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NC Governor honors Gatling

AHOSKIE – For one brief moment of his life, Ronald Gatling was at a loss for words here Tuesday.

With a stunned look on his face and his mouth dropped open, Gatling was presented the Order of the Long Leaf Pine, the highest civilian honor bestowed by the governor of North Carolina on one of the state’s citizens.

The honor was given while Gatling was in attendance at the annual Christmas party hosted by the Town of Ahoskie for its employees. He has attended 12 such events during his service as an Ahoskie Town Councilman. Tuesday marked the end of that service as Gatling was defeated in November’s election, yielding his seat to former Hertford County Sheriff and Ahoskie resident Winfred Hardy.

However, listening to Gatling, the end is nowhere near.

“You don’t have to have a title to be a productive citizen,” Gatling told the town employees gathered at the old Ahoskie High School Band Room for the annual luncheon. “I’m not going anywhere; I plan to be around.”

He continued, “I’m not sad that I was defeated in the election. Rather, I look back at my 12 years on the council and see all the productive things we’ve accomplished.”

Gatling recalled that when he became a council member in December of 1997, the lowest paid town employee earned $9,000 annually.

“We’ve gotten that figure up to $18,000-to-$19,000 now; how could we expect someone to take care of their family for only $9,000 a year,” he said. “We’ve also closed the gap between the highest paid employees and the ones below them. We offer very competitive salaries and benefits for our town employees.”

Gatling said he was also proud to have served during a time where Ahoskie experienced growth.

“For those who say we’re not growing, take a look around town,” he noted. “Look at our recent annexation; a new police department; plans for a new recreation complex and wastewater infrastructure designed to accommodate growth for the next 25 years and beyond. If that’s not growth, I don’t know what is.”

Gatling called the town’s employees, “the finest group of people I’ve ever had the pleasure to work with.”

He also had kind words for those, present and past, he has served with on the town council as well as Ahoskie’s administrative leaders.

“Sure, we have disagreed on certain issues, but in the end we’ve all come together for a common cause and that is what’s best for the citizens of this town,” Gatling remarked.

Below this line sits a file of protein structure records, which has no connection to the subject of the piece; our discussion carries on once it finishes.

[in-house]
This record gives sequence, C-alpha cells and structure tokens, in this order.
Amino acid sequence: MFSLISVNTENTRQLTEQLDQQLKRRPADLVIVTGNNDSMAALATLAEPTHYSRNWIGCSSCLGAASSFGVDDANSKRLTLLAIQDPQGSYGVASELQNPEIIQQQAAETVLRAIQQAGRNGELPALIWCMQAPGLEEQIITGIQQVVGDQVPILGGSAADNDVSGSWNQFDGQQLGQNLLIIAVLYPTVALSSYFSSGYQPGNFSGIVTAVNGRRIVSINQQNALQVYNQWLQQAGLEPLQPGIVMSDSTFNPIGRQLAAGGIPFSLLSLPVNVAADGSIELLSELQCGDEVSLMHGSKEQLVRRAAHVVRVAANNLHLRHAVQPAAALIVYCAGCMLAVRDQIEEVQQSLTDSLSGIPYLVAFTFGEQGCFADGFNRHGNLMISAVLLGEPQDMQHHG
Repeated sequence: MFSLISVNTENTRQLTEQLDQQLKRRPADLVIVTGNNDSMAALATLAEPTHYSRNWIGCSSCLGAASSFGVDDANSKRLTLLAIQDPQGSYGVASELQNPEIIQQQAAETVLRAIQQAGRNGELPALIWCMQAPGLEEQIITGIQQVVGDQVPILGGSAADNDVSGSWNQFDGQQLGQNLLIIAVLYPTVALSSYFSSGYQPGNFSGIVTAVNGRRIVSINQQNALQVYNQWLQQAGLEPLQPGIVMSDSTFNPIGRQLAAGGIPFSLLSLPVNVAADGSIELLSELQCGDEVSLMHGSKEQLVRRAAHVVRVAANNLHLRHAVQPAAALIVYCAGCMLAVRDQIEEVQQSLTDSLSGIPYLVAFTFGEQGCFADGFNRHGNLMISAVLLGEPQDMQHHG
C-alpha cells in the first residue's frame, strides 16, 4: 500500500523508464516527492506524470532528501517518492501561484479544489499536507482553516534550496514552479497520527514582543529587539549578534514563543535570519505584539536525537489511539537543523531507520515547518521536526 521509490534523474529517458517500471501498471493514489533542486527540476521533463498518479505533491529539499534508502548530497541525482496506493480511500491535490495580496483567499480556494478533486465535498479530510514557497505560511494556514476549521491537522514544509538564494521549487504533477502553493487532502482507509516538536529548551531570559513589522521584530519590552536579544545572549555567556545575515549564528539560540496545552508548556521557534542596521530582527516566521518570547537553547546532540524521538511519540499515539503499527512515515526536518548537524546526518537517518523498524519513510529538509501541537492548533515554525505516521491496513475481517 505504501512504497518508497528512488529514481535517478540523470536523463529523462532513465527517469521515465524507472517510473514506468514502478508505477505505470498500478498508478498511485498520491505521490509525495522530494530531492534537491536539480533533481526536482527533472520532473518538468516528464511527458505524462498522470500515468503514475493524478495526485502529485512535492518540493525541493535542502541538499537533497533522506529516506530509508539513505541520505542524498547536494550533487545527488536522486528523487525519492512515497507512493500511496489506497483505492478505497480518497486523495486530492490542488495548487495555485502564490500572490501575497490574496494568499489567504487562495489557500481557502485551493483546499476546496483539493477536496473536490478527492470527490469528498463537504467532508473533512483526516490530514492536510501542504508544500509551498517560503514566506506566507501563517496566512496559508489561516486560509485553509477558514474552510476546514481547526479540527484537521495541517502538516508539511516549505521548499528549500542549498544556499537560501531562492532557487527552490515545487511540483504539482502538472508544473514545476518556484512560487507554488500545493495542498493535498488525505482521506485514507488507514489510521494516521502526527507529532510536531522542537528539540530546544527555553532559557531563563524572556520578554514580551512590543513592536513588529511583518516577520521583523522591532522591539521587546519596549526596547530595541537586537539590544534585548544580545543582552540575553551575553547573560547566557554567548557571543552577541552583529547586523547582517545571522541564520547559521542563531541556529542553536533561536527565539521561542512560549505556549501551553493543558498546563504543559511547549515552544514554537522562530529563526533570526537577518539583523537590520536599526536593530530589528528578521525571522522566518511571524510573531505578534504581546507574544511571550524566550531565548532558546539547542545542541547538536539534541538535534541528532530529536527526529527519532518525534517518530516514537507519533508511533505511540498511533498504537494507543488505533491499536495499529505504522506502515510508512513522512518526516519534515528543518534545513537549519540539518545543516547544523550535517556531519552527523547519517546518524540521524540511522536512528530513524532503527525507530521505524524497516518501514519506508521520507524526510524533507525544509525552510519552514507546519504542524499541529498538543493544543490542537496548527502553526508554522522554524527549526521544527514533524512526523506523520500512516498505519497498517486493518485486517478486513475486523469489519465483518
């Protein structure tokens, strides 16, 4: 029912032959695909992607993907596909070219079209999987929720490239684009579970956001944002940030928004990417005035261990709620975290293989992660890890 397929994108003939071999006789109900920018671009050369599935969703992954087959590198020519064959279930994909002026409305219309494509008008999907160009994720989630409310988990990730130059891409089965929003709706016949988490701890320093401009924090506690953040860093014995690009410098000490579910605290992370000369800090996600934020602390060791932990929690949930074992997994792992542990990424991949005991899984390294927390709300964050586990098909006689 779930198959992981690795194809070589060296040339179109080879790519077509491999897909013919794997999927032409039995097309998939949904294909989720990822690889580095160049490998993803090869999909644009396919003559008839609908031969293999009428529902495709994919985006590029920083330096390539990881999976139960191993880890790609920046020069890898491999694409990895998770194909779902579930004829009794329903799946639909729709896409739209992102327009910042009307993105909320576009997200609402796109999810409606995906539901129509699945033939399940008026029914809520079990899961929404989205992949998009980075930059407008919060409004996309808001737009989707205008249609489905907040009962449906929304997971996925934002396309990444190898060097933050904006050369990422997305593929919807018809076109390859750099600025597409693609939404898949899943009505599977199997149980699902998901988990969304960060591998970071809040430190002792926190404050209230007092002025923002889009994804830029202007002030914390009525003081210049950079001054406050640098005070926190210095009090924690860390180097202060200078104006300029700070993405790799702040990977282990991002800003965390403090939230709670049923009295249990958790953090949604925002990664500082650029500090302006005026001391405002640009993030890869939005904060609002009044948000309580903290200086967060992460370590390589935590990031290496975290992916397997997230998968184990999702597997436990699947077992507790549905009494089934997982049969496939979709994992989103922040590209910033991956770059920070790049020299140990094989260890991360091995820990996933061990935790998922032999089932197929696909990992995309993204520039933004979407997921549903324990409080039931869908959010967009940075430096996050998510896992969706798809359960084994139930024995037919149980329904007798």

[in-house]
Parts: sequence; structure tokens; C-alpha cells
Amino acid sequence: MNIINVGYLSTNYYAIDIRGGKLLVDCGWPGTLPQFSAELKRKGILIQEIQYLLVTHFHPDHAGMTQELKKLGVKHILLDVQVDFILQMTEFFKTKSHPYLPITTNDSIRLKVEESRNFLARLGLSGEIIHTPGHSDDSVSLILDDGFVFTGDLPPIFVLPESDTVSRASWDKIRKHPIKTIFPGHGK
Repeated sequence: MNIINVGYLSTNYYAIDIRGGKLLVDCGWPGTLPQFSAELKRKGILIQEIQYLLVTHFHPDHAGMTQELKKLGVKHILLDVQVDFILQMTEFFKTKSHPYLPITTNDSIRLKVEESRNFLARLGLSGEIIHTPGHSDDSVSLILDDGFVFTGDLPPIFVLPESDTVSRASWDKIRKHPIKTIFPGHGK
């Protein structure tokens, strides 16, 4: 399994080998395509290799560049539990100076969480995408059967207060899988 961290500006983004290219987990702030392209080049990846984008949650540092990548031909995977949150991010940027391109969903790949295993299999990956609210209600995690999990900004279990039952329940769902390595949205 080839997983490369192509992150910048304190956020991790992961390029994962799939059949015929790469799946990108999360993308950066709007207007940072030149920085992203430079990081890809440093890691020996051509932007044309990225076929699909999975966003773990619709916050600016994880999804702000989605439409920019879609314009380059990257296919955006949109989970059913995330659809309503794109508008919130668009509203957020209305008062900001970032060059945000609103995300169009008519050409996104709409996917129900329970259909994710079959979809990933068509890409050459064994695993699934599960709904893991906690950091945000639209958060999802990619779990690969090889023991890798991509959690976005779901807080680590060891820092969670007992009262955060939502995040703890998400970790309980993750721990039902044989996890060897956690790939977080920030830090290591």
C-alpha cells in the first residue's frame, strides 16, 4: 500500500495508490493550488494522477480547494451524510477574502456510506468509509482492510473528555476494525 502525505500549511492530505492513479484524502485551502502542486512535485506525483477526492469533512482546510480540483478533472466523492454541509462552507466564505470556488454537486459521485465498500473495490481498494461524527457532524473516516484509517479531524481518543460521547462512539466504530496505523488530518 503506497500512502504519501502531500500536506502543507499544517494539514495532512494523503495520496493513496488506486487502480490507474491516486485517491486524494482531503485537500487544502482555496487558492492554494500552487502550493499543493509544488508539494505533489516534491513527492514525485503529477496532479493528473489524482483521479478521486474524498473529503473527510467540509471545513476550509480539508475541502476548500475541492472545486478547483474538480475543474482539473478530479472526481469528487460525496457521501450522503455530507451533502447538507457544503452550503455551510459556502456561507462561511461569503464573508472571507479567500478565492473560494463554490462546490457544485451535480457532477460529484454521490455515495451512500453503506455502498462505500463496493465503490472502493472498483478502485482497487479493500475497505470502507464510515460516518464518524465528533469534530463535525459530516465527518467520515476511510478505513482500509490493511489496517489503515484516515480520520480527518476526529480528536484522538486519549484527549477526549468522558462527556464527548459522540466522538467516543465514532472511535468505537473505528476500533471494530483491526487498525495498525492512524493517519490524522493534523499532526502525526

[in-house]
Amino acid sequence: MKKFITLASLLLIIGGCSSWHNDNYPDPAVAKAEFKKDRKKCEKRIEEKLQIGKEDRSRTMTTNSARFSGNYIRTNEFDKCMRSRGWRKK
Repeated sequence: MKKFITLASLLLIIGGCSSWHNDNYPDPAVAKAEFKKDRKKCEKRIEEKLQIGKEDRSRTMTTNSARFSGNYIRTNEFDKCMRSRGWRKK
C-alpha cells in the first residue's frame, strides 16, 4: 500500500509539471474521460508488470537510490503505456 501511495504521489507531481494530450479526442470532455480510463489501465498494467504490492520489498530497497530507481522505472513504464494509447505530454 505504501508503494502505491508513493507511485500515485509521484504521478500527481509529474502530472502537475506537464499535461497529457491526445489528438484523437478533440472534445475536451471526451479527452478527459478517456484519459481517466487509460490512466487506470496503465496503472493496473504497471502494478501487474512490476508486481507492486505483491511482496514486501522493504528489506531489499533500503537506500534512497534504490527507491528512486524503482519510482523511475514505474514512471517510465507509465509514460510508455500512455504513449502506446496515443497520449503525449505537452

Ahoskie Mayor Linda Blackburn, who presented Gatling with the Order of the Long Leaf Pine on behalf of Governor Bev Perdue, said she will always remember words of wisdom Gatling passed along as she embarked on her first term in office.

“I was unsure of myself at that time,” said Blackburn who, next week, will begin her third term in office. “It was Ronald who calmed my fears, telling me to just be the best mayor I could be. I’ve always remembered that.”

Blackburn added that while Gatling’s term of service may be over in Ahoskie, it may not be elsewhere.

“I don’t see this as the end, but the beginning for Ronald Gatling,” she said. “He’s a young man and already a great leader. I see a bright future for him.”

The certificate presented to Gatling from Gov. Perdue reads in part: I, the Governor of North Carolina, do by these presents confer The Order of the Long Leaf Pine with the rank of Ambassador Extraordinary, privileged to enjoy fully all rights granted to members of this exalted order, among which is the special privilege to propose the following North Carolina toast in select company anywhere in the free world: “Here’s to the land of the long leaf pine, the summer land where the sun doth shine, where the weak grow strong and the strong grow great, here’s to ‘down home, the Old North State!”

In addition to this prestigious honor, Gatling was also recognized by the town of Ahoskie, through a special resolution, for his 12 years of service.